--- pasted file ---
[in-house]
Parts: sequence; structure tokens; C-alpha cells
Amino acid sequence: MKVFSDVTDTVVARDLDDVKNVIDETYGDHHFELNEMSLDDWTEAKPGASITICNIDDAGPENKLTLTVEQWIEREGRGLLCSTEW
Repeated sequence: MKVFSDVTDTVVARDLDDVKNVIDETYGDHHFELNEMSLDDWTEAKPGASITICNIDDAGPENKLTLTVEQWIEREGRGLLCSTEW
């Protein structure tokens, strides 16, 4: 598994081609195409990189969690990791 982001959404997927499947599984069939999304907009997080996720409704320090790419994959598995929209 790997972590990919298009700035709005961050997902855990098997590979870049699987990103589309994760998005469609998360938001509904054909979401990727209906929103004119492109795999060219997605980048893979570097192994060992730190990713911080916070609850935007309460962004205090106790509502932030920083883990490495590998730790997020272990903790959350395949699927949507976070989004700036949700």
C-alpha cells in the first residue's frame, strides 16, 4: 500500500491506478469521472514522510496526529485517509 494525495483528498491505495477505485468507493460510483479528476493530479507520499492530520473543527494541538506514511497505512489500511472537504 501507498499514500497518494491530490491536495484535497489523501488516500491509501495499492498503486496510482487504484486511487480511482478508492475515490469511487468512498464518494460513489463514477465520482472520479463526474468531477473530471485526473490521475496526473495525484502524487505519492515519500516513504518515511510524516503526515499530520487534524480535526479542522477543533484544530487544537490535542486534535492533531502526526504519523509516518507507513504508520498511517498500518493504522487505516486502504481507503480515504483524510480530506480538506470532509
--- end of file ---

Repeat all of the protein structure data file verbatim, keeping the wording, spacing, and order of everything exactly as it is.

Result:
[in-house]
Parts: sequence; structure tokens; C-alpha cells
Amino acid sequence: MKVFSDVTDTVVARDLDDVKNVIDETYGDHHFELNEMSLDDWTEAKPGASITICNIDDAGPENKLTLTVEQWIEREGRGLLCSTEW
Repeated sequence: MKVFSDVTDTVVARDLDDVKNVIDETYGDHHFELNEMSLDDWTEAKPGASITICNIDDAGPENKLTLTVEQWIEREGRGLLCSTEW
């Protein structure tokens, strides 16, 4: 598994081609195409990189969690990791 982001959404997927499947599984069939999304907009997080996720409704320090790419994959598995929209 790997972590990919298009700035709005961050997902855990098997590979870049699987990103589309994760998005469609998360938001509904054909979401990727209906929103004119492109795999060219997605980048893979570097192994060992730190990713911080916070609850935007309460962004205090106790509502932030920083883990490495590998730790997020272990903790959350395949699927949507976070989004700036949700």
C-alpha cells in the first residue's frame, strides 16, 4: 500500500491506478469521472514522510496526529485517509 494525495483528498491505495477505485468507493460510483479528476493530479507520499492530520473543527494541538506514511497505512489500511472537504 501507498499514500497518494491530490491536495484535497489523501488516500491509501495499492498503486496510482487504484486511487480511482478508492475515490469511487468512498464518494460513489463514477465520482472520479463526474468531477473530471485526473490521475496526473495525484502524487505519492515519500516513504518515511510524516503526515499530520487534524480535526479542522477543533484544530487544537490535542486534535492533531502526526504519523509516518507507513504508520498511517498500518493504522487505516486502504481507503480515504483524510480530506480538506470532509